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On the Quality of Exploit Code Iván Arce

On the Quality of Exploit Code Iván Arce

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On the Quality of Exploit Code Iván Arce

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  1. Pacific Security 2004 | November 11-12 2004 | Tokyo, Japan On the Quality of Exploit CodeIván Arce Core Security Technologies 46 Farnsworth StBoston, MA 02210  Ph: (617) 399-6980 www.coresecurity.com

  2. OUTLINE • Prologue: Context and definitions • Why exploit code? • Quality metrics • Examples • Epilogue: Future work

  3. PROLOGUE

  4. Lets start by defining a common language VULNERABILITIES & EXPLOITS • Vulnerability(noun) “A flaw in a system that, if leveraged by an attacker, can potentially impact the security of said system” Also: security bug, security flaw, security hole • Exploit (verb) “To use or manipulate to one’s advantage” (Webster) “A security hole or an instance oftaking advantage of a security hole”

  5. Exploit code is not just “proof of concept” EXPLOIT CODE • Proof of Concept exploit - PoC (noun) A software program or tool that exploits a vulnerability with the sole purpose of proving its existence. • Exploit code (noun) A software program or tool developed to exploit a vulnerability in order to accomplish a specific goal. Possible goals: denial of service, arbitrary execution of code, etc.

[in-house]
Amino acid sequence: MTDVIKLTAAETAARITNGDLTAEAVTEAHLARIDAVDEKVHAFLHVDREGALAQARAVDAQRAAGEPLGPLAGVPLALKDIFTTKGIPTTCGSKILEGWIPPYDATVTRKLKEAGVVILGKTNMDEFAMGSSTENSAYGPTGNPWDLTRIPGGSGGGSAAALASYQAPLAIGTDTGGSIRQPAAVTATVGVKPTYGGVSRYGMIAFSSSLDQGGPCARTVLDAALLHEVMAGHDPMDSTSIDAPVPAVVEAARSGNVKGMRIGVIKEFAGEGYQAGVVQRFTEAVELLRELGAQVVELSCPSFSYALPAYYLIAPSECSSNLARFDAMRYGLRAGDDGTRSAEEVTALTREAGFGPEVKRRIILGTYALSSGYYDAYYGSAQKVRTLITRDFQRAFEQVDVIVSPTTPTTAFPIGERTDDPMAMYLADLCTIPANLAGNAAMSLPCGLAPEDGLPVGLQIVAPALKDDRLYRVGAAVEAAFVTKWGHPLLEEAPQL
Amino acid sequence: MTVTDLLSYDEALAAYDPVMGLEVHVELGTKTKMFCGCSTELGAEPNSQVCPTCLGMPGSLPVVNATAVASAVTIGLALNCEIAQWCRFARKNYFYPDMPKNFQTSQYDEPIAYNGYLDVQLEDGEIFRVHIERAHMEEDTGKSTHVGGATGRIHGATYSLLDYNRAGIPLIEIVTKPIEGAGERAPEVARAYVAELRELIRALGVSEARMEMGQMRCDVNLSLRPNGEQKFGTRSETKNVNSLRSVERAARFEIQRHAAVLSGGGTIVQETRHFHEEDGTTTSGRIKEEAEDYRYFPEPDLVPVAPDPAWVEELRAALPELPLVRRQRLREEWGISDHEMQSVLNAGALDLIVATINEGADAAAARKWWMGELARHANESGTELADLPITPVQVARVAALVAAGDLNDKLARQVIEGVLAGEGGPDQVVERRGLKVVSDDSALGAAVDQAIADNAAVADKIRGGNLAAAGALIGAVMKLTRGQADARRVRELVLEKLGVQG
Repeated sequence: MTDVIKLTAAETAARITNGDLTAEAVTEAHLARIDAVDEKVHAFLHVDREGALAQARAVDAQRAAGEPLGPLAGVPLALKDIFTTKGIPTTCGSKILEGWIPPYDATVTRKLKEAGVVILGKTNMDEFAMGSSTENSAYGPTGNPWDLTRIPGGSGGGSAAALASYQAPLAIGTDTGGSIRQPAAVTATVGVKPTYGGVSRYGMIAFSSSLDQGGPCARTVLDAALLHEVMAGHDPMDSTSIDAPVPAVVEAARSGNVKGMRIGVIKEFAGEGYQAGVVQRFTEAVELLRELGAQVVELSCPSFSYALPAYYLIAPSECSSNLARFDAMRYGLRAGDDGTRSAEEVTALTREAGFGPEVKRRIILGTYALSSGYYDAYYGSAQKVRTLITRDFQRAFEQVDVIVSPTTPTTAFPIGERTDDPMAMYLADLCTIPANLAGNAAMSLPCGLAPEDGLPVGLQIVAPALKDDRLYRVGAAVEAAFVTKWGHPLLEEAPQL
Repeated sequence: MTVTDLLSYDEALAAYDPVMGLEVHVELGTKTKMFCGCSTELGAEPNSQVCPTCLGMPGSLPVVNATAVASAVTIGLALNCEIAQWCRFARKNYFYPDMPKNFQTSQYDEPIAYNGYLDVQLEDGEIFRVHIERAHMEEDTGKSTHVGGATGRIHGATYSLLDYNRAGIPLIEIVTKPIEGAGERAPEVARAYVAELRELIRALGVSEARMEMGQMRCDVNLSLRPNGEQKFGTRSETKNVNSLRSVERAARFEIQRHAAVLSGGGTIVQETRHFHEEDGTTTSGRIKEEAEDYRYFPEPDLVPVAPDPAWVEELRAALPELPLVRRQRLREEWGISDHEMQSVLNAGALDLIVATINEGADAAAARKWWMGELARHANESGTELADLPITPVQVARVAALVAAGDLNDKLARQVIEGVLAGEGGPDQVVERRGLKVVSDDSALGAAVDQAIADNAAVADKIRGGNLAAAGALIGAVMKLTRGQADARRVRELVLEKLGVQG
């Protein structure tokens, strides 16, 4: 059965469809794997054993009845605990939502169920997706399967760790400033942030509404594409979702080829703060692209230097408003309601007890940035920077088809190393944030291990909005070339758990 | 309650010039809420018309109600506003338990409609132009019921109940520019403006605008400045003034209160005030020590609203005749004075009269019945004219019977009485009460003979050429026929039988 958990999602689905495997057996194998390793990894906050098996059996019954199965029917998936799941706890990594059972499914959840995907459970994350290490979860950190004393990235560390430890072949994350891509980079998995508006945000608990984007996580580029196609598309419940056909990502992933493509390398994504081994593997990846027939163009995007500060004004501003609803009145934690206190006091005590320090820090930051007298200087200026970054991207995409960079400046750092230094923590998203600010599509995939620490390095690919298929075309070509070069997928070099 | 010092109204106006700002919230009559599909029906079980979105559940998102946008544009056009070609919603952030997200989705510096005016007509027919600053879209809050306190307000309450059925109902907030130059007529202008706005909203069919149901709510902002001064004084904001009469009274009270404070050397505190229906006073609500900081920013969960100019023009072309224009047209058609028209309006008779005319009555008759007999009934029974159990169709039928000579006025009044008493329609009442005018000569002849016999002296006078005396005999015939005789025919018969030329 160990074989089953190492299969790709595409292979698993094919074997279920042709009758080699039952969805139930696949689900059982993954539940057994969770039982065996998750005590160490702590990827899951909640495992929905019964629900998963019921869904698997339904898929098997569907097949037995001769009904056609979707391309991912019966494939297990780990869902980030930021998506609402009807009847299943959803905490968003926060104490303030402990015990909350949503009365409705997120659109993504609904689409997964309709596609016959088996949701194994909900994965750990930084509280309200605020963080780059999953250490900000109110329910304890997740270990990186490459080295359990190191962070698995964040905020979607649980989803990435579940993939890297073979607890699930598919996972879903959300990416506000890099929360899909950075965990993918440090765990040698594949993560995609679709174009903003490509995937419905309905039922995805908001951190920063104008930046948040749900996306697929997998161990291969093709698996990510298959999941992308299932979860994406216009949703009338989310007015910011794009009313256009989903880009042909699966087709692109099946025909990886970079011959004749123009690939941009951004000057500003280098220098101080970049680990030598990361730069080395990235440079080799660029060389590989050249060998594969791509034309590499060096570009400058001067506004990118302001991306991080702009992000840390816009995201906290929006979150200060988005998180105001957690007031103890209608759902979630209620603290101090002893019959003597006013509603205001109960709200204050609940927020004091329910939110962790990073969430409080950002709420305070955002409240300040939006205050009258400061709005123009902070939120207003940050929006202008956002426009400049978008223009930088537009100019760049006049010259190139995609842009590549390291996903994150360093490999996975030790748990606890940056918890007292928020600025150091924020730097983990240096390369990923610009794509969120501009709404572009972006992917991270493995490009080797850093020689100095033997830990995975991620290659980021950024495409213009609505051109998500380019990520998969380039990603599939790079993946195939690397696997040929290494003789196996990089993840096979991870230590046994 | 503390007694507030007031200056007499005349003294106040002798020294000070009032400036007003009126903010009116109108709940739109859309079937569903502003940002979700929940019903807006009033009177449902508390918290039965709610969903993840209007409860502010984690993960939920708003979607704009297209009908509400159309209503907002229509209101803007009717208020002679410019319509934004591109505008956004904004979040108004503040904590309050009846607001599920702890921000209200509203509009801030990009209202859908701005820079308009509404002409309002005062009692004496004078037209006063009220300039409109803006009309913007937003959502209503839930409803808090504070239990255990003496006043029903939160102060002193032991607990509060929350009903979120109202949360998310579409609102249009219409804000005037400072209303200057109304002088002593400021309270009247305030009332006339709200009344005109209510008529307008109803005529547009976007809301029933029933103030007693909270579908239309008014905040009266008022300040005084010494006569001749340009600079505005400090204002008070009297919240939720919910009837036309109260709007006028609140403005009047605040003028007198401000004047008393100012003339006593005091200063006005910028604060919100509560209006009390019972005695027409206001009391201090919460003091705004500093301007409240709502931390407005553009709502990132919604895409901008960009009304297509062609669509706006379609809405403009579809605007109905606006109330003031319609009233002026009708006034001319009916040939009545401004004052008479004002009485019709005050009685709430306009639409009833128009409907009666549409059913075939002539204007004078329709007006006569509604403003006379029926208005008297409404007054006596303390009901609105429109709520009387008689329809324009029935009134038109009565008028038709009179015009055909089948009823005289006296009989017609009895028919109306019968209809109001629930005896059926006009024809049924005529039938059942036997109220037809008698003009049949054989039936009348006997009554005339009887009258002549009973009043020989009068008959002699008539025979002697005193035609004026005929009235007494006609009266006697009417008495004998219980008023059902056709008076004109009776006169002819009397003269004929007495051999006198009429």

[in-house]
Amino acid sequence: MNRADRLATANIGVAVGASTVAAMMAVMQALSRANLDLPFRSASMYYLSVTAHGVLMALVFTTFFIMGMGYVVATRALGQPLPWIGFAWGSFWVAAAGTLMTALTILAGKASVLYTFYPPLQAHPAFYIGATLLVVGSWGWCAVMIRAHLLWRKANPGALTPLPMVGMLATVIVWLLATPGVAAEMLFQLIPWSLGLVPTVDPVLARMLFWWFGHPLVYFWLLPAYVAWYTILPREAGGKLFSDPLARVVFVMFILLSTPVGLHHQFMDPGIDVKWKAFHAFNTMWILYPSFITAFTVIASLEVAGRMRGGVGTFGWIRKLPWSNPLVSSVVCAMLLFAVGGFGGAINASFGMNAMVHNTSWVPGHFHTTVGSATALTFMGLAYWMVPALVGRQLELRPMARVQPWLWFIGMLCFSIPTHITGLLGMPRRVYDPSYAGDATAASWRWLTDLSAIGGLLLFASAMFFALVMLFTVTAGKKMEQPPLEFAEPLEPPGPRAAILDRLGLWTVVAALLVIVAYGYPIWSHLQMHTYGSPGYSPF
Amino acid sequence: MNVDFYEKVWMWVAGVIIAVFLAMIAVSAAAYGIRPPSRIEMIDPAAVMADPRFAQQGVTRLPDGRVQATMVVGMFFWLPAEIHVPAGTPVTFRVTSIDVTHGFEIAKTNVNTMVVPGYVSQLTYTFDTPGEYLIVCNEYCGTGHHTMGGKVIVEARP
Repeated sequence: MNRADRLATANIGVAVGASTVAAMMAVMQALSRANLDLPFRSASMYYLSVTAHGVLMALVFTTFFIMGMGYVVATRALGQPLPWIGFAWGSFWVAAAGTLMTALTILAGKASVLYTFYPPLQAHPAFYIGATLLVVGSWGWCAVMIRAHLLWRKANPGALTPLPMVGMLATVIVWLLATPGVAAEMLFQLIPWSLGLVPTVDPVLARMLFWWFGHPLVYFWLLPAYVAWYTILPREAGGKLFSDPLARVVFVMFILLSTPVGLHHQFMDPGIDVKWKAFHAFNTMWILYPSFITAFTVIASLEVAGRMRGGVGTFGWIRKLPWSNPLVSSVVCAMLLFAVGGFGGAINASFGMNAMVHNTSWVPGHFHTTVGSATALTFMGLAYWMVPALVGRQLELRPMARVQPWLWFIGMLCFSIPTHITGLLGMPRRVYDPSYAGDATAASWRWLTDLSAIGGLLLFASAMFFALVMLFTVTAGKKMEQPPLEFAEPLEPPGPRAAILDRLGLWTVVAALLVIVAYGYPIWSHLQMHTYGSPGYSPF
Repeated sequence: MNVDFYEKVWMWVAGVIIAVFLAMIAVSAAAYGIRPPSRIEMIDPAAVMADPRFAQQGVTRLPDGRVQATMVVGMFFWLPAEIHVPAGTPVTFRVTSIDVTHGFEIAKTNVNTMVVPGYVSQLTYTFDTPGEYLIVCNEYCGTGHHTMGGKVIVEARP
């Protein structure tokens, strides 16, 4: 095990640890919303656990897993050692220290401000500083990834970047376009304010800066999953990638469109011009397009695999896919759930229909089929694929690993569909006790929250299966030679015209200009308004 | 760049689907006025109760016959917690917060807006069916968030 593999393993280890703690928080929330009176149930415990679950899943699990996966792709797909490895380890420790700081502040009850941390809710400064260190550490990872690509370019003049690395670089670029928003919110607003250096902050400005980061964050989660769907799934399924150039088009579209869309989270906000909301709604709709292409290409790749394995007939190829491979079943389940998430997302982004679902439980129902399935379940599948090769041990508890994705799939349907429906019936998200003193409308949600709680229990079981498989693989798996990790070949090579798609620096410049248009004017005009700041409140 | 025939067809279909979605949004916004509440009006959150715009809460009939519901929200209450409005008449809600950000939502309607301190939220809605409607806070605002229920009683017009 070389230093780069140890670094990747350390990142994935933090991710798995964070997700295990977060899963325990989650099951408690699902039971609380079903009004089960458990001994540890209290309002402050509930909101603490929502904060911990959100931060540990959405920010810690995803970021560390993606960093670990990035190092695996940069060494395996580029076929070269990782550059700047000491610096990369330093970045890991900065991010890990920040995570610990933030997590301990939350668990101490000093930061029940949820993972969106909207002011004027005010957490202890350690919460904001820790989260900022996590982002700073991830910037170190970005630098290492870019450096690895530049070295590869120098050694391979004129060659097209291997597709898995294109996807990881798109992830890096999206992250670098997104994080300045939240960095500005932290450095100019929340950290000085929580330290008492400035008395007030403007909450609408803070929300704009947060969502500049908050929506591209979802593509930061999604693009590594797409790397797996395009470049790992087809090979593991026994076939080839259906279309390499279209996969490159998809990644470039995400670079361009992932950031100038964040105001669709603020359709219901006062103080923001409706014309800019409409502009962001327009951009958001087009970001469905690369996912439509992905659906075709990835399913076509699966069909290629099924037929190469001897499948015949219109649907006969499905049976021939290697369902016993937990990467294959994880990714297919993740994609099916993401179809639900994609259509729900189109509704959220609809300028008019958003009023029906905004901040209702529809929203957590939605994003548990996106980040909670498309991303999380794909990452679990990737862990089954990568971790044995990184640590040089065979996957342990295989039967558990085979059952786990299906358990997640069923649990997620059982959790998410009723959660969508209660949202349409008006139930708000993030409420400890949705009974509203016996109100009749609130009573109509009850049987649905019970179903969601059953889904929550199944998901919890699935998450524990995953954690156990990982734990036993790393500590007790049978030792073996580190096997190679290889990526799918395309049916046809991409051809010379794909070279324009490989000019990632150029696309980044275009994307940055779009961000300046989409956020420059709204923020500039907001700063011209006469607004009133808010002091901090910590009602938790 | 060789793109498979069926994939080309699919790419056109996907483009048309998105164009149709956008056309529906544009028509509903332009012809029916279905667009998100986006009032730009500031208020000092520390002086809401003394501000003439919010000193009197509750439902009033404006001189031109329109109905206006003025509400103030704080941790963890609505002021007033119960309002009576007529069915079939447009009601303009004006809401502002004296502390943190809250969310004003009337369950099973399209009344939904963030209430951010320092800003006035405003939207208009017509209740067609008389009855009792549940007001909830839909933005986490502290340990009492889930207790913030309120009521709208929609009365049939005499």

6. WHY TALK ABOUT EXPLOIT CODE? An emerging role in the infosec practice

  7. Base Camp A target server is attacked and compromised The acquired server is used as vantage point to penetrate the corporate net Further attacks are performed as an internal user The classic attack uses exploit code... ANATOMY OF A REAL WORLD ATTACK ATTACKER

  8. Exploit code becomes more sofisticated EXPLOIT CODE FUNCTIONALITY • Add a simple “listen shell” echo "ingreslock stream tcp nowait root /bin/sh sh -i" >>/tmp/bob ; /usr/sbin/inetd -s /tmp/bob &" • Add an account to the compromised system: echo "sys3:x:0:103::/:/bin/sh" >> /etc/passwd; echo "sys3:1WXmkX74Ws8fX/MFI3.j5HKahNqIQ0:12311:0:99999:7:::" >> /etc/shadow • Execute a “bind-shell” • Execute a “reverse shell” • Deploy and execute a multi-purpose agent Command shell, FTP, TFTP, IRC, “zombies”, snifers, rootkits... • Deploy and execute agent that re-uses existing connection. • Deploy and execute agent that has low-level interaction with the OS • Syscall Proxing • And more shellcode advances... • Loader payloads, InlineEgg, ShellForge, polymorphism, reusable components, encodings, etc.